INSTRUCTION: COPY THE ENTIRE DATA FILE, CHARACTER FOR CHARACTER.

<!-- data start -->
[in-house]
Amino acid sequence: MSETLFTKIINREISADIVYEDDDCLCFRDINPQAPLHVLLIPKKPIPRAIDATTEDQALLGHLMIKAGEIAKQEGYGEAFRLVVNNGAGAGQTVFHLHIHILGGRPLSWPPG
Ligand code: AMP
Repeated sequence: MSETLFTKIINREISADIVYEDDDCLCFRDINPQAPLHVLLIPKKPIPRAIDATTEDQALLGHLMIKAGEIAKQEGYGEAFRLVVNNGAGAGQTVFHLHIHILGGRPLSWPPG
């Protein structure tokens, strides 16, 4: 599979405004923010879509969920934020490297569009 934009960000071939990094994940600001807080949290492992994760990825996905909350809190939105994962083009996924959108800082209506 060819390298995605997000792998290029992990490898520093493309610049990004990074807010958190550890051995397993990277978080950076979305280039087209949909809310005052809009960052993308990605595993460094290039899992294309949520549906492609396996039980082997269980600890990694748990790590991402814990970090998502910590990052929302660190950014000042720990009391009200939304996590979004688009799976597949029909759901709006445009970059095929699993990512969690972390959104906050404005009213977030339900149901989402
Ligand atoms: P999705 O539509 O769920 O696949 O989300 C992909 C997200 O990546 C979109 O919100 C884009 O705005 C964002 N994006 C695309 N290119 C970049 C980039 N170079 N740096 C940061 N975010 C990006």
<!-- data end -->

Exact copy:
[in-house]
Amino acid sequence: MSETLFTKIINREISADIVYEDDDCLCFRDINPQAPLHVLLIPKKPIPRAIDATTEDQALLGHLMIKAGEIAKQEGYGEAFRLVVNNGAGAGQTVFHLHIHILGGRPLSWPPG
Ligand code: AMP
Repeated sequence: MSETLFTKIINREISADIVYEDDDCLCFRDINPQAPLHVLLIPKKPIPRAIDATTEDQALLGHLMIKAGEIAKQEGYGEAFRLVVNNGAGAGQTVFHLHIHILGGRPLSWPPG
């Protein structure tokens, strides 16, 4: 599979405004923010879509969920934020490297569009 934009960000071939990094994940600001807080949290492992994760990825996905909350809190939105994962083009996924959108800082209506 060819390298995605997000792998290029992990490898520093493309610049990004990074807010958190550890051995397993990277978080950076979305280039087209949909809310005052809009960052993308990605595993460094290039899992294309949520549906492609396996039980082997269980600890990694748990790590991402814990970090998502910590990052929302660190950014000042720990009391009200939304996590979004688009799976597949029909759901709006445009970059095929699993990512969690972390959104906050404005009213977030339900149901989402
Ligand atoms: P999705 O539509 O769920 O696949 O989300 C992909 C997200 O990546 C979109 O919100 C884009 O705005 C964002 N994006 C695309 N290119 C970049 C980039 N170079 N740096 C940061 N975010 C990006």